Suppose we have a dataset of phone pickups and timestamps, and we want to know if the chance of pickup varies with time. A question on the Internet asks whether to use linear regression, and whether 1-hot encoding would be useful.

Linear regression finds the best fit line between the input and the target variable. It works when the target is proportional to the input. But the probability of picking up a phone call is not proportional to the hour of day on a 24 hour basis – 8am might have high rate, 9am not, and 12 again have a high rate.

We can think about 1-hot encoding. We have timestamps and 0/1 for pickup or no pickup. If we 1-hot encode the hour, we’ll get 24 independent variables that take on values of 0 or 1 . For the regression problem we’ll be fitting 24 coefficients for these 24 variables to predict call pickup. Each coefficient could be interpreted as the probability of pickup during the corresponding hour. Time is the independent variable, the 1-hot encoding represents the hour of that timestamp, and the prediction of the regression is just the probability of pickup based on the dataset.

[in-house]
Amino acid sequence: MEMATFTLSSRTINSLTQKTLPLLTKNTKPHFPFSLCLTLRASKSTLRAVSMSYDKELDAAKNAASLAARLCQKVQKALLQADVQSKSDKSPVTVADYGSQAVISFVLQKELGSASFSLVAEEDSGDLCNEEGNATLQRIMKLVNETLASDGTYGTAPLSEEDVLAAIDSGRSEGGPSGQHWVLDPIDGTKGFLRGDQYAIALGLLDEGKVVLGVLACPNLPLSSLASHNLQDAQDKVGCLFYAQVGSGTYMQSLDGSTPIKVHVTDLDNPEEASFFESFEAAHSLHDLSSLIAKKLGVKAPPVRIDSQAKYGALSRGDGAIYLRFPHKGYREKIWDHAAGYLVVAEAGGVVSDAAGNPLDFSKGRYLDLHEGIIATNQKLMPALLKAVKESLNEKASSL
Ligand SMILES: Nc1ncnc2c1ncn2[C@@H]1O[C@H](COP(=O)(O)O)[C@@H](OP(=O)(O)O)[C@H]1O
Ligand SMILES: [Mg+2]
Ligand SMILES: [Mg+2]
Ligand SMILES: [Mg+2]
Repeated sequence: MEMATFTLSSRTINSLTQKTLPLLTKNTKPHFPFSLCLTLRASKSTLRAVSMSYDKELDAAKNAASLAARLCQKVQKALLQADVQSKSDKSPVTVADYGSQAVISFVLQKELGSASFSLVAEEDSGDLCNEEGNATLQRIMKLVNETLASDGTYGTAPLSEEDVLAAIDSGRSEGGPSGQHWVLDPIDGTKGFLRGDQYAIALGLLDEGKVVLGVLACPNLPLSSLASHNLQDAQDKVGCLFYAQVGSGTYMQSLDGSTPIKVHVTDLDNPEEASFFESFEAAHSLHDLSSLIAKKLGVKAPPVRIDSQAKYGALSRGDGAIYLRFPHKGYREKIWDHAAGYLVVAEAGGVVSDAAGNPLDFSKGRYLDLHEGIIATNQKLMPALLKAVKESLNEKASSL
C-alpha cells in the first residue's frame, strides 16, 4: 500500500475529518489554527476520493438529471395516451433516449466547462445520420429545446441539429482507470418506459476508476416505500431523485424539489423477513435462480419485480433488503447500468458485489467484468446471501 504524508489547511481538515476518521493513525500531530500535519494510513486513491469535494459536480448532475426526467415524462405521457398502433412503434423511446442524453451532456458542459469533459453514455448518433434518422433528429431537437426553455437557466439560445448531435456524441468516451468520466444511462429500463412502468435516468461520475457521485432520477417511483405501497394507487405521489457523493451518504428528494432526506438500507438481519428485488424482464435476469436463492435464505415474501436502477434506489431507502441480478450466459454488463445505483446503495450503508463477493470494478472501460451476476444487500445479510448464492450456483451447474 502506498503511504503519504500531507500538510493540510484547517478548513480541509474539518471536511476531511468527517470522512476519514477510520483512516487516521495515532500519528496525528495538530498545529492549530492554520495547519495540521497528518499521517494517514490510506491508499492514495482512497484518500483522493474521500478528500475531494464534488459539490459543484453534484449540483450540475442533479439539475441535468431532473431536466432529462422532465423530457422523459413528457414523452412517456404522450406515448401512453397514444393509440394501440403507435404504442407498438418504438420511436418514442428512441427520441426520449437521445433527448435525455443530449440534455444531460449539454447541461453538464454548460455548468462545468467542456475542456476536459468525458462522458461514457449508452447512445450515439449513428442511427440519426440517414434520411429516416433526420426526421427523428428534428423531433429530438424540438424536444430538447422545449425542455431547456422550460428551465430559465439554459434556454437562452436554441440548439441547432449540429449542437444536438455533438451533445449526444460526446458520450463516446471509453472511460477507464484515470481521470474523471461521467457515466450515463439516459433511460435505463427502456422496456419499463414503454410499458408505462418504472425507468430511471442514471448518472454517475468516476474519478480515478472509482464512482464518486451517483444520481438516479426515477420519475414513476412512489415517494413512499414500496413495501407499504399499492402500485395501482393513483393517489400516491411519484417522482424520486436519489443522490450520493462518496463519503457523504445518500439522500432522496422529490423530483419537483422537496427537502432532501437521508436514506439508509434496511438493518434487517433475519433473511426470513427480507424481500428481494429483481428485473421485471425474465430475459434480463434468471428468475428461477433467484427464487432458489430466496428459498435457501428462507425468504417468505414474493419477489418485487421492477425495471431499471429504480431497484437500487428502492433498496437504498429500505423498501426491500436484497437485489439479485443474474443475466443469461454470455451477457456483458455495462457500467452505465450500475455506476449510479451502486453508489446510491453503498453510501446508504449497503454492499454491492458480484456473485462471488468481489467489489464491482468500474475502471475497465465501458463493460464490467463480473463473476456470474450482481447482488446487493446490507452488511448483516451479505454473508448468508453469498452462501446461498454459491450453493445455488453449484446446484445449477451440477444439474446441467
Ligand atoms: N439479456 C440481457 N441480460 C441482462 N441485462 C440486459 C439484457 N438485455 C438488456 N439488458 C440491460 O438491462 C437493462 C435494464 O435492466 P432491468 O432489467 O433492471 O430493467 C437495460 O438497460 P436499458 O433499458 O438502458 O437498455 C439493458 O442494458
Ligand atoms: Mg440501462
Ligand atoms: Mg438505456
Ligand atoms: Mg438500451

To find out if this is a good approach, we need to think about what we’re trying to do – the objective. If the objective is to know whether the probability of pickup varies over the hours, then the variation in the coefficients tells us how the hour predicts the probability of pickup.

But using linear regression here is overly complex – we get the same result by grouping your data by hour and then finding the fraction of pickups over total calls.